Drug Reduces Agitation in Patients with Alzheimer’s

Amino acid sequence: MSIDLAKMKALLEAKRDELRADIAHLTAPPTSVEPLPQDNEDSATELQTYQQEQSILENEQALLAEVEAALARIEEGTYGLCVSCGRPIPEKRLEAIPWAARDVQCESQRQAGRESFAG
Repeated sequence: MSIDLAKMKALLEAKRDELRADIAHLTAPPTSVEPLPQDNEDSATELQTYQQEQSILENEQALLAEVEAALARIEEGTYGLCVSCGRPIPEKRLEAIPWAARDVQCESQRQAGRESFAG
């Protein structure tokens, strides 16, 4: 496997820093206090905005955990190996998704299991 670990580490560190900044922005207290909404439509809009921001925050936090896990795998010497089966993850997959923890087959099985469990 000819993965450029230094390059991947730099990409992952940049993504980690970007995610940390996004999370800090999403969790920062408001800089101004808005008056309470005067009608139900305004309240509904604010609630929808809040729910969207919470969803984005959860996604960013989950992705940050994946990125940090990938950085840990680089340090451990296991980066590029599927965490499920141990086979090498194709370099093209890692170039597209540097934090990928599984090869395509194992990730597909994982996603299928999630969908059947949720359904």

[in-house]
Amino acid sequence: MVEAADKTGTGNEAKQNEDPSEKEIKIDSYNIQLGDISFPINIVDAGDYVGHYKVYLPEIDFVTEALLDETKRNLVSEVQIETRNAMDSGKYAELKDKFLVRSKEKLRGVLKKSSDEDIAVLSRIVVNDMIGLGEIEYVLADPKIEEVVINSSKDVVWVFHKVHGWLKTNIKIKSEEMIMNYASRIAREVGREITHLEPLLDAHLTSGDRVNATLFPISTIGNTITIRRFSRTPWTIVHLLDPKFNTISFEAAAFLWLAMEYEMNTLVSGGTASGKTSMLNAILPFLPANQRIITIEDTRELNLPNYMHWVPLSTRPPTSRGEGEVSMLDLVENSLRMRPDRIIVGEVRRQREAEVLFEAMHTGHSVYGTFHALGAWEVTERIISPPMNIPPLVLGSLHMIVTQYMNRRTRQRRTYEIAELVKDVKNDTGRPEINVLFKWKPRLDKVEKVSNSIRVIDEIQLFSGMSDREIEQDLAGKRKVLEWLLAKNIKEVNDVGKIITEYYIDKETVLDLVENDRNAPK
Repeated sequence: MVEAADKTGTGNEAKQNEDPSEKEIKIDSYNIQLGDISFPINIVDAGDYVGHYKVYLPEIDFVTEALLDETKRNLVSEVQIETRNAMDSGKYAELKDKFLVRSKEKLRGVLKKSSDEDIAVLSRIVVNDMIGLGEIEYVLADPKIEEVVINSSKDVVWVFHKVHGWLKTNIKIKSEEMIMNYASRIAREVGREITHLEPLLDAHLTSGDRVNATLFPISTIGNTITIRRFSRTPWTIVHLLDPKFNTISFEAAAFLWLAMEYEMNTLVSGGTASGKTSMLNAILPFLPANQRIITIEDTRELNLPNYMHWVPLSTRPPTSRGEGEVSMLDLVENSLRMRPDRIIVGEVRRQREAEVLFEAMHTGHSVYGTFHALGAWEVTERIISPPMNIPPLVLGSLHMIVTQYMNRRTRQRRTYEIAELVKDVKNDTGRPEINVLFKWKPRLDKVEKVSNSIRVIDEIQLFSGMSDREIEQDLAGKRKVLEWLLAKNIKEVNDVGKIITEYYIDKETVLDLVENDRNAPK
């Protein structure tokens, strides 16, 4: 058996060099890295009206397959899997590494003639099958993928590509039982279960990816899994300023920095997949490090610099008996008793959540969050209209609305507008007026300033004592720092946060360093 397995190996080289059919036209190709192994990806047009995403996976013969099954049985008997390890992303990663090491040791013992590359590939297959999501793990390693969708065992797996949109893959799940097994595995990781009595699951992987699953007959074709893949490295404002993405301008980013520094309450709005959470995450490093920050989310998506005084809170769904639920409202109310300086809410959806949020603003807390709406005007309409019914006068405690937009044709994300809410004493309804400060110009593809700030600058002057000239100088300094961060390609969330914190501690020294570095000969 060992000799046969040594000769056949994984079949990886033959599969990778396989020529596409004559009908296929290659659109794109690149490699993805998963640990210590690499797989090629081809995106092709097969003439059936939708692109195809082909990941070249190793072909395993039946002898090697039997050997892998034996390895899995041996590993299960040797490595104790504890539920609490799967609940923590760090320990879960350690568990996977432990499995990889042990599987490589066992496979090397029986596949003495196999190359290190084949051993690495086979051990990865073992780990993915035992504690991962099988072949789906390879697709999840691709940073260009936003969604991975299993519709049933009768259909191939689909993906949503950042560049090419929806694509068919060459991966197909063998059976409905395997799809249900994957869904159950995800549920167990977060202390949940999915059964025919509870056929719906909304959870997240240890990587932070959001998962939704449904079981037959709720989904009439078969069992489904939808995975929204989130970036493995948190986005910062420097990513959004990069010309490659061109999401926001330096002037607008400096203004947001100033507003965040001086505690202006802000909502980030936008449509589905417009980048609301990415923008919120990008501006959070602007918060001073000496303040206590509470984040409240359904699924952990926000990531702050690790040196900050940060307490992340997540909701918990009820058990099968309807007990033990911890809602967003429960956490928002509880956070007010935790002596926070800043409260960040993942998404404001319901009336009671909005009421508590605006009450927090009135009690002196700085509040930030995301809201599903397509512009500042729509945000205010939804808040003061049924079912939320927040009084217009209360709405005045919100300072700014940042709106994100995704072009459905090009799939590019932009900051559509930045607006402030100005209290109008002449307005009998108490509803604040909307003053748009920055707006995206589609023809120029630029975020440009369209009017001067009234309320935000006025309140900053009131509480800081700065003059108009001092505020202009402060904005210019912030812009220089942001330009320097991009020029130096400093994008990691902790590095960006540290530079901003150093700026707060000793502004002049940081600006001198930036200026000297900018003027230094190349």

Agitation is common among people with Alzheimer’s dementia. A 2015 phase 2 clinical trial by Jeffrey L. Cummings and colleagues, which was published in the journal JAMA, found that a combination of the drugs dextromethorphan hydrobromide and quinidine sulfate called Nuedexta reduced agitation significantly compared to placebo in patients with probable Alzheimer’s disease over a period of 10 weeks. Dextromethorphan-quinidine was dosed at 20mg/10mg in the morning for one week, then twice daily in weeks 2 and 3, then increased to 30mg/10mg twice daily for weeks 4 and 5. Side effects included falls, diarrhea, and urinary tract infections. Dextromethorphan-quinidine did not cause cognitive impairment, sedation, or irregularities in heart rate.